Automation nation: Which Canadian communities are most at risk?
Nearly half of Canada's work activities could be automated, and the communities most susceptible tend to have smaller populations with an outsize share of manufacturing or natural resources jobs, according to a new report.
On the other hand, the Canadian areas best insulated from tech disruption include those where hospitals, postsecondary institutions and the public sector are major employers, the Brookfield Institute for Innovation + Entrepreneurship finds.
The Toronto-based think tank applied McKinsey & Company data on automation to employment figures from the 2011 census, the most recent account of local labour statistics. (Labour figures from the 2016 census will be released in November.)
Census metropolitan areas with a higher share of non-routine work activities were less likely to be disrupted, the report says.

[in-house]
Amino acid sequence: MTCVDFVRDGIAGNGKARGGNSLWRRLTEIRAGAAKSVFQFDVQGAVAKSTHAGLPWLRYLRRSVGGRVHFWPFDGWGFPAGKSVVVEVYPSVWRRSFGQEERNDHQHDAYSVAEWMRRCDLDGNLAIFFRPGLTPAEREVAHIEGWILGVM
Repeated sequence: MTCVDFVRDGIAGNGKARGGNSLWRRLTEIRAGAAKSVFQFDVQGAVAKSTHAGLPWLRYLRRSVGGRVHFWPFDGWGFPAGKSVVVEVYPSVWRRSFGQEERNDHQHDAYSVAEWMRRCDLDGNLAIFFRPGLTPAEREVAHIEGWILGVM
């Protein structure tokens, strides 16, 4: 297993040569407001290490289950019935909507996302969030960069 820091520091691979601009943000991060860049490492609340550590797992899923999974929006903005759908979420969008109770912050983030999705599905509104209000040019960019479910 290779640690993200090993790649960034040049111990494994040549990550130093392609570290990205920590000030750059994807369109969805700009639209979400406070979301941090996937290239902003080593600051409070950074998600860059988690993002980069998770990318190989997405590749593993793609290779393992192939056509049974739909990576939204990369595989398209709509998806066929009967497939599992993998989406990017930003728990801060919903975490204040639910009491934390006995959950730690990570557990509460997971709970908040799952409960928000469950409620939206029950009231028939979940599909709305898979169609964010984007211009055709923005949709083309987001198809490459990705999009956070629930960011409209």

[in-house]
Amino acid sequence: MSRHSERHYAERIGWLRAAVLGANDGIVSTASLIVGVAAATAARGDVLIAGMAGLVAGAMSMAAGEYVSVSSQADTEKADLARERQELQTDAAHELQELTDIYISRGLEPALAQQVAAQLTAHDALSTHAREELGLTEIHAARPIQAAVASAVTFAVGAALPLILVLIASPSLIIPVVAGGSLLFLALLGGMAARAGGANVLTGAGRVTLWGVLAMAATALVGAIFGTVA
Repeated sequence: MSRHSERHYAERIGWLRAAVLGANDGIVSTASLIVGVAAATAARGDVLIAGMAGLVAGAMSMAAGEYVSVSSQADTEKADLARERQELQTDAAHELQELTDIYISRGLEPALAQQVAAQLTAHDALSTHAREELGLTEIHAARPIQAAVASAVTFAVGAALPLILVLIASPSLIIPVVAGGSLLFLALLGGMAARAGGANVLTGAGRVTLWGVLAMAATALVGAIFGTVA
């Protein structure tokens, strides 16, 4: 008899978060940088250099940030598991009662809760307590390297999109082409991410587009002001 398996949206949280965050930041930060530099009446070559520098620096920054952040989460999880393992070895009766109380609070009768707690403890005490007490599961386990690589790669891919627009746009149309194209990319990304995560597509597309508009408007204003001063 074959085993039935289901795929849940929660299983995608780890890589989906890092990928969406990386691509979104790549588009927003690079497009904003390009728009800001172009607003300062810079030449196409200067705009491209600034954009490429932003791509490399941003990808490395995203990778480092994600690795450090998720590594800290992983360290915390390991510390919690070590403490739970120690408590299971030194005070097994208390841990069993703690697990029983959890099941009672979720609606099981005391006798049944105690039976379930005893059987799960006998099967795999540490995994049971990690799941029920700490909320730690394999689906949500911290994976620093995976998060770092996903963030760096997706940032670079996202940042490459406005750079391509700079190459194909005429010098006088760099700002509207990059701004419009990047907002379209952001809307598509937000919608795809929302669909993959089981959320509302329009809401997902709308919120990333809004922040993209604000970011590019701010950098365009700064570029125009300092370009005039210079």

For example, one-third of Ottawa-Gatineau employees were working in health care, education services and professional scientific and technical services – three industries that rely on human interaction and management. As a result, 44 per cent of the work activities in Ottawa-Gatineau had the potential to be automated, according to the study, making it the second-least susceptible area out of 147.
In contrast, one-quarter of Ingersoll, Ont., employees were working in manufacturing and one-fifth in retail, restaurants and accommodation – industries with highly repetitive tasks. The study found that 50 per cent of the work in Ingersoll had the potential to be automated, making it the area most at risk in the country.
Where does your city rank? Use the searchable table below to find out, or tap the column headings to order the figures.